When projected onto a sphere (see right), it can be seen that the edges make up (the stella octangula). This trend continues on with the deltoidal icositetrahedron and deltoidal hexecontahedron for the dual pairings of the other regular polyhedra (alongside the triangular bipyramid if improper tilings are to be considered), giving this shape the alternative systematic name of deltoidal dodecahedron.
Similarly it relates to the infinite series of tilings with the face configurations V3.2n.3.2n, the first in the Euclidean plane, and the rest in the hyperbolic plane.
Like many convex polyhedra, the rhombic dodecahedron can be stellated by extending the faces or edges until they meet to form a new polyhedron. Several such stellations have been described by Dorman Luke.
The first stellation, often simply called the stellated rhombic dodecahedron, is well known. It can be seen as a rhombic dodecahedron with each face augmented by attaching a rhombic-based pyramid to it, with a pyramid height such that the sides lie in the face planes of the neighbouring faces:
Luke describes four more stellations: the second and third stellations (expanding outwards), one formed by removing the second from the third, and another by adding the original rhombic dodecahedron back to the previous one.
The rhombic dodecahedron forms the hull of the vertex-first projection of a tesseract to three dimensions. There are exactly two ways of decomposing a rhombic dodecahedron into four congruent rhombohedra, giving eight possible rhombohedra as projections of the tesseracts 8 cubic cells. One set of projective vectors are: u=(1,1,-1,-1), v=(-1,1,-1,1), w=(1,-1,-1,1).
The rhombic dodecahedron forms the maximal cross-section of a 24-cell, and also forms the hull of its vertex-first parallel projection into three dimensions. The rhombic dodecahedron can be decomposed into six congruent (but non-regular) square dipyramids meeting at a single vertex in the center; these form the images of six pairs of the 24-cell's octahedral cells. The remaining 12 octahedral cells project onto the faces of the rhombic dodecahedron. The non-regularity of these images are due to projective distortion; the facets of the 24-cell are regular octahedra in 4-space.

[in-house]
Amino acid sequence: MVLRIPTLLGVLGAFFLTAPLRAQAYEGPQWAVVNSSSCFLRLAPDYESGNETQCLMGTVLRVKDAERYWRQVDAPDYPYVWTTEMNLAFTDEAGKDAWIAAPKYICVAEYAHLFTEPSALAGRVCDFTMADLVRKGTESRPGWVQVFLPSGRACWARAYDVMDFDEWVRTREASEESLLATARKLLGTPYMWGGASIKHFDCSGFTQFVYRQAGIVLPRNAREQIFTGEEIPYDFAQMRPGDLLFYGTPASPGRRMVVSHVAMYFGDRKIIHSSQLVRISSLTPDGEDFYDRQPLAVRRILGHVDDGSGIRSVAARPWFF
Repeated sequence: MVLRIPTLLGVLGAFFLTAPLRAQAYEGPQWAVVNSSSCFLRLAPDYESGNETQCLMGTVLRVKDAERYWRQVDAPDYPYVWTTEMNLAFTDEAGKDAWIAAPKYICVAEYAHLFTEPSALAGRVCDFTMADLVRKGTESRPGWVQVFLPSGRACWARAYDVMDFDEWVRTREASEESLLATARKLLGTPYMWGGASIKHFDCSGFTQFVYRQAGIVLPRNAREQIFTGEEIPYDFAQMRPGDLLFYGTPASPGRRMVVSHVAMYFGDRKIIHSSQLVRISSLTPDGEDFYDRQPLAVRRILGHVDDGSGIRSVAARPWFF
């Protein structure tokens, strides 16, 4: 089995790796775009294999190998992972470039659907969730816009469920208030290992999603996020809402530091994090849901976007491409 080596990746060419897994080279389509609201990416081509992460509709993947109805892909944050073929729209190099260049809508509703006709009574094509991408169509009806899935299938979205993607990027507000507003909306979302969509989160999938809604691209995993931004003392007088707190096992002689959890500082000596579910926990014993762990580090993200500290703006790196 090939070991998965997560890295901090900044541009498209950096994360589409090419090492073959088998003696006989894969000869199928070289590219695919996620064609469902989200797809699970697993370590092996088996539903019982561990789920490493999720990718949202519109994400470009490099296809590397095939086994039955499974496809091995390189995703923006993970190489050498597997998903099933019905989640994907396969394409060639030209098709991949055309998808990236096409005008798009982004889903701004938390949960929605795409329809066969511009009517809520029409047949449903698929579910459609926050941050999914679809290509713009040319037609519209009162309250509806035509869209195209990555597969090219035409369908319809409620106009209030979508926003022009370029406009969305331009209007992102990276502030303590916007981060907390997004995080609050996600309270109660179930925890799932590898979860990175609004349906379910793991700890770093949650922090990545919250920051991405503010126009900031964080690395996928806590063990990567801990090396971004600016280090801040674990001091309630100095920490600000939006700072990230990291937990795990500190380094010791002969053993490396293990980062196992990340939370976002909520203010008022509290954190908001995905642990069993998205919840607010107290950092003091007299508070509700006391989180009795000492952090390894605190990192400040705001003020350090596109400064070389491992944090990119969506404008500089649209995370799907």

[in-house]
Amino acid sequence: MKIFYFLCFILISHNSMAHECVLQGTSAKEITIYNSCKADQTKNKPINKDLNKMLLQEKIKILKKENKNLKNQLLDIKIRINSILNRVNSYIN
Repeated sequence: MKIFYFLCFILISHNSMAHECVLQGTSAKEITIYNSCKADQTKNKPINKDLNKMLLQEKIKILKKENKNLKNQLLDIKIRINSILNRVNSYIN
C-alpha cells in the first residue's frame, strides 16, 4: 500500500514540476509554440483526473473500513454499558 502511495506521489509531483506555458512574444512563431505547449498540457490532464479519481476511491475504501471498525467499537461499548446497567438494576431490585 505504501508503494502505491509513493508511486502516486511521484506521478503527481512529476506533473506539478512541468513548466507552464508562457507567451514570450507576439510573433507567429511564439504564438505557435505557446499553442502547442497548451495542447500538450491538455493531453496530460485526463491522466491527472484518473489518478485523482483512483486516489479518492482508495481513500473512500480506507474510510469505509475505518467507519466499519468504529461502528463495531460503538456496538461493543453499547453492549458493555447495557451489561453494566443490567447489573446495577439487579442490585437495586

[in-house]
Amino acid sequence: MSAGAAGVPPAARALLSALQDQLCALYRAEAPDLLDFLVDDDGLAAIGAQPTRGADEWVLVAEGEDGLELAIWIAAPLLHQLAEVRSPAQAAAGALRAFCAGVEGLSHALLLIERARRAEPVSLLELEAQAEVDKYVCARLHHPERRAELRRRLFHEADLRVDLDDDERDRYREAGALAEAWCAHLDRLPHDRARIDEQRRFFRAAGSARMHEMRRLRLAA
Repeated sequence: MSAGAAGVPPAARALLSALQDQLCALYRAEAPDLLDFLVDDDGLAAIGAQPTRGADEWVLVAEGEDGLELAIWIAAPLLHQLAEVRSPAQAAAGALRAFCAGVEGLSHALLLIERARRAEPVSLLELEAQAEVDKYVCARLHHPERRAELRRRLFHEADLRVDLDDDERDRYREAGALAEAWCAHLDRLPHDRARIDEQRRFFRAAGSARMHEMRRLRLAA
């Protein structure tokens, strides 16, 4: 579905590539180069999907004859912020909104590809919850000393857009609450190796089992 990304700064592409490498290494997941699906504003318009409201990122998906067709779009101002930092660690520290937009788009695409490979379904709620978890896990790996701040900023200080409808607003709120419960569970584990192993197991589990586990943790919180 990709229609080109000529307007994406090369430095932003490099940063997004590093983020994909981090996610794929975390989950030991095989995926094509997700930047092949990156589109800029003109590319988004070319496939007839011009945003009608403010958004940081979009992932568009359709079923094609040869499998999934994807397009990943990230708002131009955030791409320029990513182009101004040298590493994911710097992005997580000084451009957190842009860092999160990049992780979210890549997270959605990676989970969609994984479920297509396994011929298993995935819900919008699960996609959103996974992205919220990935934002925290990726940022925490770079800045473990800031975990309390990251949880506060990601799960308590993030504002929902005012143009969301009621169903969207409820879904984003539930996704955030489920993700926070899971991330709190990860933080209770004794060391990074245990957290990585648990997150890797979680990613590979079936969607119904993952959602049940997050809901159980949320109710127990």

This decomposition gives an interesting method for constructing the rhombic dodecahedron: cut a cube into six congruent square pyramids, and attach them to the faces of a second cube. The triangular faces of each pair of adjacent pyramids lie on the same plane, and so merge into rhombuses. The 24-cell may also be constructed in an analogous way using two tesseracts.
In spacecraft reaction wheel layout, a tetrahedral configuration of four wheels is commonly used. For wheels that perform equally (from a peak torque and max angular momentum standpoint) in both spin directions and across all four wheels, the maximum torque and maximum momentum envelopes for the 3-axis attitude control system (considering idealized actuators) are given by projecting the tesseract representing the limits of each wheel's torque or momentum into 3D space via the 3 × 4 matrix of wheel axes; the resulting 3D polyhedron is a rhombic dodecahedron. Such an arrangement of reaction wheels is not the only possible configuration (a simpler arrangement consists of three wheels mounted to spin about orthogonal axes), but it is advantageous in providing redundancy to mitigate the failure of one of the four wheels (with degraded overall performance available from the remaining three active wheels) and in providing a more convex envelope than a cube, which leads to less agility dependence on axis direction (from an actuator/plant standpoint). Spacecraft mass properties influence overall system momentum and agility, so decreased variance in envelope boundary does not necessarily lead to increased uniformity in preferred axis biases (that is, even with a perfectly distributed performance limit within the actuator subsystem, preferred rotation axes are not necessarily arbitrary at the system level).